Okay, here's a borrowed analogy. My grandmother talked about the light bill to refer to what you call the electricity bill. And, that's because she lived at a time when literally, that's all electricity did-power the lights. And now, all sorts of things run on that same power.
The people on our show today will tell you that's what's happening to what you call an internet service provider. You've been using it for the information equivalent of my grandmother's household lights. You use it to connect a handful of laptops and phones through a wireless set-up which in turn is your on-ramp to the internet. But, in the very immediate future, all sorts of things will be connected to the internet. The uses of digital information are exploding but the line that runs to your house doesn't have the bandwidth to do all that new stuff.
Chattanooga, Tennessee is leading the way. In 2010, EPB, the city-owned utility used bonds, private funds and federal stimulus money, installed an ultrahigh-speed fiber-optic network that transfers data at one gigabit per second, or about 50 times the average speed for homes in the rest of the country.
While Chattanooga initially installed it to stabilize their power grid, they've since found uses they never dreamed they had. It's sparked economic growth, improved public safety, made government services more efficient, and offered faster service to consumers. Other cities are taking note.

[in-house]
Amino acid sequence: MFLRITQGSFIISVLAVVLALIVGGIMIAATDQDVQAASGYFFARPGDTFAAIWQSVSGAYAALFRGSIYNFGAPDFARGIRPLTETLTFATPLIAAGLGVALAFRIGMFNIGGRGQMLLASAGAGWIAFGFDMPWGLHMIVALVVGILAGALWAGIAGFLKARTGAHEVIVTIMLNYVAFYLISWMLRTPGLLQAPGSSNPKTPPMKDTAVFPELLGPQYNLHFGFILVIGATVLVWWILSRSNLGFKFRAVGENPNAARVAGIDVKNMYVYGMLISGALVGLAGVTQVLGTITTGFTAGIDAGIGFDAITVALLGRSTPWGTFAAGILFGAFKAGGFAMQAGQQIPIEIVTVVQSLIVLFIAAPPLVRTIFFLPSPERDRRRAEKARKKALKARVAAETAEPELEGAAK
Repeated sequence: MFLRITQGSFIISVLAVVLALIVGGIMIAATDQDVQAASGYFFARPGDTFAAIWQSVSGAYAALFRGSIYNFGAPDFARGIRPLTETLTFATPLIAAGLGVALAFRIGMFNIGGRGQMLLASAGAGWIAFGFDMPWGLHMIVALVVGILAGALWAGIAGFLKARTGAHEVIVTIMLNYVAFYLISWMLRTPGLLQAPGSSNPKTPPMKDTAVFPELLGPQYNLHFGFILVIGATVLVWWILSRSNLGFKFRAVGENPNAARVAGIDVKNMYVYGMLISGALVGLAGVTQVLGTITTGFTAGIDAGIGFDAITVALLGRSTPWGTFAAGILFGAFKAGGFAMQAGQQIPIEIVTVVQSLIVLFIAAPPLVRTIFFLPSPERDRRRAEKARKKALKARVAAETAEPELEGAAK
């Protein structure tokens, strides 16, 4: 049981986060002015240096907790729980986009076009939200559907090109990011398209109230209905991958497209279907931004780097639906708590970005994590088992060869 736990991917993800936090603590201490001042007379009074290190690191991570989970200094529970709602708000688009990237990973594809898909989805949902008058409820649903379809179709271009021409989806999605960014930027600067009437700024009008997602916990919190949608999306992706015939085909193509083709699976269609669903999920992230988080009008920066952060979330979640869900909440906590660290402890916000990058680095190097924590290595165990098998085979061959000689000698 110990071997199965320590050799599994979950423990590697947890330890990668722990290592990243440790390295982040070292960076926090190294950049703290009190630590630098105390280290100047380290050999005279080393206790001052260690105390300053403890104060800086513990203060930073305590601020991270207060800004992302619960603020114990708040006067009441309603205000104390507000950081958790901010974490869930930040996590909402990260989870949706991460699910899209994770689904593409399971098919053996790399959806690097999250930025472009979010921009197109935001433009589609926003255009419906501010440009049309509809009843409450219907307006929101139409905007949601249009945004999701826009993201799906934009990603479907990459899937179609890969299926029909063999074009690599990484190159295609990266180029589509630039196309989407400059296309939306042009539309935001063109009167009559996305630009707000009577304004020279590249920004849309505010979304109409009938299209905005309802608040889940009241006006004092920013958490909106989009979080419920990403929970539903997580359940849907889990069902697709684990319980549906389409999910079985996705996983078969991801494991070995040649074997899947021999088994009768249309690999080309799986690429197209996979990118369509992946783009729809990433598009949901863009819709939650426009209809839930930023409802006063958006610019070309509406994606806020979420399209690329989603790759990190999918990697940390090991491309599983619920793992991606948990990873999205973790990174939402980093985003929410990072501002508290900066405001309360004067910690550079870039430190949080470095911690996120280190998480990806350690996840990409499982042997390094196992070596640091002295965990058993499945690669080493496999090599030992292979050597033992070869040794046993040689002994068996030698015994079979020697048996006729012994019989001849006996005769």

So, why aren't more cities jumping on board? They are, but it's slow and filled with obstacles from powerful and well-funded internet providers who will fight to keep the status quo, including the FCC and their decision on net neutrality. But, conditions in Connecticut make it ripe to be the next "Gig" state. Can we do it?
- Blair Levin is the Executive Director of the Gig.U project, a consortium of research university communities seeking to accelerate the deployment of next generation broadband networks in the U.S. He’s a former FCC Chief of Staff and lead the team that wrote the 2010 National Broadband Plan.
- Elin Katz is Connecticut's Consumer Counsel
- Lon Seidman is the technology writer for CTNewsJunkie.com